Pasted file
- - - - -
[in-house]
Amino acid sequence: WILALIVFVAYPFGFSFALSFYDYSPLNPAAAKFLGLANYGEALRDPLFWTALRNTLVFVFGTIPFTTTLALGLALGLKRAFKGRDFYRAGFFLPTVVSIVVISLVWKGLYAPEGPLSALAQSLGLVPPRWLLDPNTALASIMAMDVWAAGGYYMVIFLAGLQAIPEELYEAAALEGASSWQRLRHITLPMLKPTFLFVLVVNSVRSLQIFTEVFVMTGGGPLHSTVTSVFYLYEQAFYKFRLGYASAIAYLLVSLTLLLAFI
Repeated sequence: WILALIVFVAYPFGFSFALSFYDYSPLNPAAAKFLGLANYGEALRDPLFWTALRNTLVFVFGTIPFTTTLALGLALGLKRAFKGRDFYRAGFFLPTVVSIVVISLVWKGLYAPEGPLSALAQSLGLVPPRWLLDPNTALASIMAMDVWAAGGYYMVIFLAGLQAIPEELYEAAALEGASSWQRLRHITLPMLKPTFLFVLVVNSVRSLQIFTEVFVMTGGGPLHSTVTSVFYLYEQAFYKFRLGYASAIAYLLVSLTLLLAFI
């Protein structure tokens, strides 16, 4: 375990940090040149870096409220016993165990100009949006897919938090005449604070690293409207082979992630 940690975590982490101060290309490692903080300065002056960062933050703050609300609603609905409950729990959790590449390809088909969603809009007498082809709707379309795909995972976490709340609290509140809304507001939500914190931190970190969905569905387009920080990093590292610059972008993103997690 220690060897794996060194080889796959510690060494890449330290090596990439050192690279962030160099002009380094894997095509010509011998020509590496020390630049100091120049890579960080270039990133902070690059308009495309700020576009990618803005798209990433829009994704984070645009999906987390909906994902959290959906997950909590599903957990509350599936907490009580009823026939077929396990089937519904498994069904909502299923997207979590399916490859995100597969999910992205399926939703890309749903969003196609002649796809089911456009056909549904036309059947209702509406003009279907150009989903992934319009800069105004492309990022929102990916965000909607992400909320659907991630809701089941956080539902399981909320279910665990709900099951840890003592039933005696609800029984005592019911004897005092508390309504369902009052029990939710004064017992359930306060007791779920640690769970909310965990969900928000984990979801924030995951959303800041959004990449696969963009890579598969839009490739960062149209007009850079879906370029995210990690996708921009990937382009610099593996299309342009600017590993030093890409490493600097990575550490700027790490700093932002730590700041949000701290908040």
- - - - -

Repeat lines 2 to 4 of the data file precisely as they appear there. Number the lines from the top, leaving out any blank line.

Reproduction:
Amino acid sequence: WILALIVFVAYPFGFSFALSFYDYSPLNPAAAKFLGLANYGEALRDPLFWTALRNTLVFVFGTIPFTTTLALGLALGLKRAFKGRDFYRAGFFLPTVVSIVVISLVWKGLYAPEGPLSALAQSLGLVPPRWLLDPNTALASIMAMDVWAAGGYYMVIFLAGLQAIPEELYEAAALEGASSWQRLRHITLPMLKPTFLFVLVVNSVRSLQIFTEVFVMTGGGPLHSTVTSVFYLYEQAFYKFRLGYASAIAYLLVSLTLLLAFI
Repeated sequence: WILALIVFVAYPFGFSFALSFYDYSPLNPAAAKFLGLANYGEALRDPLFWTALRNTLVFVFGTIPFTTTLALGLALGLKRAFKGRDFYRAGFFLPTVVSIVVISLVWKGLYAPEGPLSALAQSLGLVPPRWLLDPNTALASIMAMDVWAAGGYYMVIFLAGLQAIPEELYEAAALEGASSWQRLRHITLPMLKPTFLFVLVVNSVRSLQIFTEVFVMTGGGPLHSTVTSVFYLYEQAFYKFRLGYASAIAYLLVSLTLLLAFI
């Protein structure tokens, strides 16, 4: 375990940090040149870096409220016993165990100009949006897919938090005449604070690293409207082979992630 940690975590982490101060290309490692903080300065002056960062933050703050609300609603609905409950729990959790590449390809088909969603809009007498082809709707379309795909995972976490709340609290509140809304507001939500914190931190970190969905569905387009920080990093590292610059972008993103997690 220690060897794996060194080889796959510690060494890449330290090596990439050192690279962030160099002009380094894997095509010509011998020509590496020390630049100091120049890579960080270039990133902070690059308009495309700020576009990618803005798209990433829009994704984070645009999906987390909906994902959290959906997950909590599903957990509350599936907490009580009823026939077929396990089937519904498994069904909502299923997207979590399916490859995100597969999910992205399926939703890309749903969003196609002649796809089911456009056909549904036309059947209702509406003009279907150009989903992934319009800069105004492309990022929102990916965000909607992400909320659907991630809701089941956080539902399981909320279910665990709900099951840890003592039933005696609800029984005592019911004897005092508390309504369902009052029990939710004064017992359930306060007791779920640690769970909310965990969900928000984990979801924030995951959303800041959004990449696969963009890579598969839009490739960062149209007009850079879906370029995210990690996708921009990937382009610099593996299309342009600017590993030093890409490493600097990575550490700027790490700093932002730590700041949000701290908040």